Take Five: “Stories are a powerful expression of our souls and crucial to creating human connections.”

Date: Monday, June 14, 2021

Louise Young is a writer, artist and children’s rights advocate. Photo: Personal archive.
Louise Young is a writer, artist and children’s rights advocate. Photo: Personal archive.

Louise Young is a writer, artist and upholder of children’s rights from Scotland. She is one of the writers that contributed to UN Women's Awake Not Sleeping: Reimagining fairy tales for a new generation" initiative. Over the past six years, she has worked with children, young people, and women who have experienced domestic abuse and heard them speak about the controlling tactics used by perpetrators. She hopes that readers of her fairy tales become more alert to ‘hidden in plain sight abuse’. And that they call it out and help shape a world where violence against children, women and men is no longer tolerated.

What excited you most about the ‘Awake Not Sleeping’ initiative?

I have always loved stories. I enjoyed writing as a child, but this is going to be my first published story since I was at school. This initiative gave me an opportunity to honour my creativity, which is so important to me.

It also ticks so many boxes for me, as a writer, an artist, and a mum. For the last six years, I've been working with children who are living with, or have lived with, domestic abuse. So, I was very keen to rewrite these traditional fairy tales wearing my gender spectacles. I specifically wanted to tackle the issue of coercive control. I always say that villains do not come wearing a monster mask; they actually look like normal people.

Do you have concerns with ‘classic’ fairy tales and how they may normalize gender inequality and harmful social norms?

We are introduced to fairy tales at a very young age. Then, when we re-read them as adults, we see them in a different light and re-think some of the roles and relationships. For example, why does the princess always have to wait for the prince to rescue her? Why are the women often portrayed as sinister, as evil stepmothers and the like?

There is a lot of threat and violence in these stories as well, which becomes normalized for children who are reading them and learning how to interpret them in the context of certain morality tales. When you look at all of that as an adult, you can better understand it, but it is quite dense for a young reader.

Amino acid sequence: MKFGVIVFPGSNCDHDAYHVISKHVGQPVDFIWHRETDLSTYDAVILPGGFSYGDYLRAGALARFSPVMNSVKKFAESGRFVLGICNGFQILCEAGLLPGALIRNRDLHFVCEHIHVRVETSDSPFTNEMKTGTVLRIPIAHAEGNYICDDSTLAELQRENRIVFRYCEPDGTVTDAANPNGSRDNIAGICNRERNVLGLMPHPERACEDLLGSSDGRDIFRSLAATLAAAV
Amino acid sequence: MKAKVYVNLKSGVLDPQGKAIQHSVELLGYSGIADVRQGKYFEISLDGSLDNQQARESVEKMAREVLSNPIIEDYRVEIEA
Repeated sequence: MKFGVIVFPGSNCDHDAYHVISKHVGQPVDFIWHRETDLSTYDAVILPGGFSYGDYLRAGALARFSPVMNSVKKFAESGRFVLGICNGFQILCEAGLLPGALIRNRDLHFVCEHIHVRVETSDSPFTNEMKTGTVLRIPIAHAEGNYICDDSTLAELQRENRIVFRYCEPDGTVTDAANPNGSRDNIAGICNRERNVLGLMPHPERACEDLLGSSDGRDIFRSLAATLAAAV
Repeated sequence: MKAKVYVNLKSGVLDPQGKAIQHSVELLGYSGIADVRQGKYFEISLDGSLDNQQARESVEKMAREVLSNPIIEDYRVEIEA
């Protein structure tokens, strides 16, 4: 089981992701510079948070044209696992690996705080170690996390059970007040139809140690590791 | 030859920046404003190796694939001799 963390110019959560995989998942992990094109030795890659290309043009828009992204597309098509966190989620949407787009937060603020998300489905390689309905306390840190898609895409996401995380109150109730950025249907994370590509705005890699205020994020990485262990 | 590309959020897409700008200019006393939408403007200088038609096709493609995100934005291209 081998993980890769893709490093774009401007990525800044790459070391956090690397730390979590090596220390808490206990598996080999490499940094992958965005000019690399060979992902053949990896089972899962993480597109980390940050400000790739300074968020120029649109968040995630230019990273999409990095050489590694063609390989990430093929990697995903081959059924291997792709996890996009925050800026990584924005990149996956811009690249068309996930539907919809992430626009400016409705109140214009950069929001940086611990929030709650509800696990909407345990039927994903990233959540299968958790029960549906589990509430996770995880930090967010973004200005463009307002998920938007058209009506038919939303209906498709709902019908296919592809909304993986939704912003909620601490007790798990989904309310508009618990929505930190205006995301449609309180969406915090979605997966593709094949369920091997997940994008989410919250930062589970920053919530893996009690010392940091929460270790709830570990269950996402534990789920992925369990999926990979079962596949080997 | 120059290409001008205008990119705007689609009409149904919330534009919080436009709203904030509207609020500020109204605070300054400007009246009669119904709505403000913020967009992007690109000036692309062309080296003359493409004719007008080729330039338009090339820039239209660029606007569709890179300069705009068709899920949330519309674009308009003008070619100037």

What does gender equality look like to you?

We say there are opportunities for everyone to succeed, but the truth is that we do not all start on a level playing field. Classically, women are seen as holding things together, who sacrifice their well-being, needs and creativity for others. How do we balance appreciating the nurturing side of women while empowering them to go out into the world to produce, create, and have the confidence to stand up and raise their voices without being seen as too emotional?

I want women’s skills to be valued. Girls and women often feel the need to play men at their own game in order to be seen as competent. But we have a lot of great capacity and skills of our own. How do we move beyond stereotypes of what success and power look like? That will benefit men too. It is so important for young boys and men to be encouraged to express sensitivity and not be afraid of being vulnerable. I have a young son and I have a lot of hope for his generation.

What change would you like to bring about with your story?

I want people to see how life is for children – to listen to them and treat them with respect. Do we shy away from what we are actually seeing? Can we look at a situation and call out when something is not okay?

I want to give children hope that things can change and do change. It might not be a massive turnaround, but eventually you can gravitate towards healthier choices. I was a very shy child myself and it took a long time to find my voice. Today, I am proud of my bravery and my ability to be authentic in this world, but these things have gotten easier as I get older. I like to cheer on children and hope they will learn how to find their own voice, build courage, and learn how to challenge things appropriately.

Stories are a powerful expression of our souls and crucial to creating human connections. Children should feel that they are not alone in this world. We need to help them transport themselves into a different reality if life feels too hard so they can explore new places, people and ideas.

What is the inspiration behind your fairy tale The Princes and the Peas?

I wanted to write in honour of the very brave children that I work with, who have gone through horrendous times. I wanted to tackle a few elements in my reimagined story, The Princes and the Peas. I wanted to explore the concept of male privilege and social justice. There is a character in my story who is based on a real politician who was embroiled in a sexual abuse case. Despite evidence and him essentially admitting to it, it was not seen as a crime by the courts. For women and children, we are often left with loose threads in society. Situations often feel incomplete and we are left with this feeling of not being able to have justice, which I wanted to explore. I wanted to address what is really important in life, what children need from their caregivers. There is a character who is quite privileged in my story and wants for nothing. But, at the end of the day, what we all need is love, respect and honesty.

Check out "Awake Not Sleeping: Reimagining fairy tales for a new generation" initiative's interactive website here.